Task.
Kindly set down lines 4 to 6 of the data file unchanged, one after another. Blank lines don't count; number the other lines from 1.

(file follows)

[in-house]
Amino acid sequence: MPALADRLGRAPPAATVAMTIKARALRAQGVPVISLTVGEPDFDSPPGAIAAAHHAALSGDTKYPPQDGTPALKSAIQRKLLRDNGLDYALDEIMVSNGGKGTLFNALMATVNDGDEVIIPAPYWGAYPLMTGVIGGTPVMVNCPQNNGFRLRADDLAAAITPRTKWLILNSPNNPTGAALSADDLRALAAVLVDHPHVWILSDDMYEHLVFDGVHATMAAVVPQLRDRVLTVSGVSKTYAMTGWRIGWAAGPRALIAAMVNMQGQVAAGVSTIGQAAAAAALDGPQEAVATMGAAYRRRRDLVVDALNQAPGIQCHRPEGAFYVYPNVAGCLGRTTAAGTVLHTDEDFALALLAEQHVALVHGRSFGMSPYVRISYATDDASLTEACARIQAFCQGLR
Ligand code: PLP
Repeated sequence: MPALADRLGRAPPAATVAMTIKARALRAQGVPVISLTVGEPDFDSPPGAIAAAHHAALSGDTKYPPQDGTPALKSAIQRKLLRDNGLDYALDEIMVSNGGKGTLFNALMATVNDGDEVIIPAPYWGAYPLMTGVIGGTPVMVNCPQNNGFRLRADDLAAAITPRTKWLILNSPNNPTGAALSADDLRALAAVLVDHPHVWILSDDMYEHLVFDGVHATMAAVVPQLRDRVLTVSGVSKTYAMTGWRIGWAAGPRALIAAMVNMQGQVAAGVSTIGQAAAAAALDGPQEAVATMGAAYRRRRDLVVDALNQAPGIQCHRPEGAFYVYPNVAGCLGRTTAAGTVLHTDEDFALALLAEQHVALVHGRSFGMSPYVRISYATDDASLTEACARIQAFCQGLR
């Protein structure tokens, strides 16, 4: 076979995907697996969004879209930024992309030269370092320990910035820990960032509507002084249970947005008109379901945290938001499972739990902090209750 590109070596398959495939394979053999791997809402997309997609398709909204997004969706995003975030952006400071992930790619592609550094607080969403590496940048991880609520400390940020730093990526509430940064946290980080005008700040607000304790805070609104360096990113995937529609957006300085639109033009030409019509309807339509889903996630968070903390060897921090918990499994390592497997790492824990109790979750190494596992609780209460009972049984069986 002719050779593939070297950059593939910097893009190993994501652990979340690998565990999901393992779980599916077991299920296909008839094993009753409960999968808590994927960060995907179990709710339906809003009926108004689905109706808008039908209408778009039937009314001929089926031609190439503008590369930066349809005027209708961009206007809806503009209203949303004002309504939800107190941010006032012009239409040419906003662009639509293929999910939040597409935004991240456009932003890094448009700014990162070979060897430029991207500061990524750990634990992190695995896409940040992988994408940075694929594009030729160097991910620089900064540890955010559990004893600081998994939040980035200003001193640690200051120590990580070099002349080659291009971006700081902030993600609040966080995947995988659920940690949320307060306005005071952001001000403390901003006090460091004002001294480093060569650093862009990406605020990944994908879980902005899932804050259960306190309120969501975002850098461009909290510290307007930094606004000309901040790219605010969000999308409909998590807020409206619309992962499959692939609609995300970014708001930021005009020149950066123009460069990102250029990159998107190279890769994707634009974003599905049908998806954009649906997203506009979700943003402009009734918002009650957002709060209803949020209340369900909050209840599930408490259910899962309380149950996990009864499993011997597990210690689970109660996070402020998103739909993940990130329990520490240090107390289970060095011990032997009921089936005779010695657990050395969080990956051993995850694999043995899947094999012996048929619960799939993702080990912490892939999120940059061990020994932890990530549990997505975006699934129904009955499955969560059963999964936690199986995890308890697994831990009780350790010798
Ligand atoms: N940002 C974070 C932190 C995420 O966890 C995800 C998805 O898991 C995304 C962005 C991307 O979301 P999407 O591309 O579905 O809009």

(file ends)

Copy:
Repeated sequence: MPALADRLGRAPPAATVAMTIKARALRAQGVPVISLTVGEPDFDSPPGAIAAAHHAALSGDTKYPPQDGTPALKSAIQRKLLRDNGLDYALDEIMVSNGGKGTLFNALMATVNDGDEVIIPAPYWGAYPLMTGVIGGTPVMVNCPQNNGFRLRADDLAAAITPRTKWLILNSPNNPTGAALSADDLRALAAVLVDHPHVWILSDDMYEHLVFDGVHATMAAVVPQLRDRVLTVSGVSKTYAMTGWRIGWAAGPRALIAAMVNMQGQVAAGVSTIGQAAAAAALDGPQEAVATMGAAYRRRRDLVVDALNQAPGIQCHRPEGAFYVYPNVAGCLGRTTAAGTVLHTDEDFALALLAEQHVALVHGRSFGMSPYVRISYATDDASLTEACARIQAFCQGLR
């Protein structure tokens, strides 16, 4: 076979995907697996969004879209930024992309030269370092320990910035820990960032509507002084249970947005008109379901945290938001499972739990902090209750 590109070596398959495939394979053999791997809402997309997609398709909204997004969706995003975030952006400071992930790619592609550094607080969403590496940048991880609520400390940020730093990526509430940064946290980080005008700040607000304790805070609104360096990113995937529609957006300085639109033009030409019509309807339509889903996630968070903390060897921090918990499994390592497997790492824990109790979750190494596992609780209460009972049984069986 002719050779593939070297950059593939910097893009190993994501652990979340690998565990999901393992779980599916077991299920296909008839094993009753409960999968808590994927960060995907179990709710339906809003009926108004689905109706808008039908209408778009039937009314001929089926031609190439503008590369930066349809005027209708961009206007809806503009209203949303004002309504939800107190941010006032012009239409040419906003662009639509293929999910939040597409935004991240456009932003890094448009700014990162070979060897430029991207500061990524750990634990992190695995896409940040992988994408940075694929594009030729160097991910620089900064540890955010559990004893600081998994939040980035200003001193640690200051120590990580070099002349080659291009971006700081902030993600609040966080995947995988659920940690949320307060306005005071952001001000403390901003006090460091004002001294480093060569650093862009990406605020990944994908879980902005899932804050259960306190309120969501975002850098461009909290510290307007930094606004000309901040790219605010969000999308409909998590807020409206619309992962499959692939609609995300970014708001930021005009020149950066123009460069990102250029990159998107190279890769994707634009974003599905049908998806954009649906997203506009979700943003402009009734918002009650957002709060209803949020209340369900909050209840599930408490259910899962309380149950996990009864499993011997597990210690689970109660996070402020998103739909993940990130329990520490240090107390289970060095011990032997009921089936005779010695657990050395969080990956051993995850694999043995899947094999012996048929619960799939993702080990912490892939999120940059061990020994932890990530549990997505975006699934129904009955499955969560059963999964936690199986995890308890697994831990009780350790010798
Ligand atoms: N940002 C974070 C932190 C995420 O966890 C995800 C998805 O898991 C995304 C962005 C991307 O979301 P999407 O591309 O579905 O809009």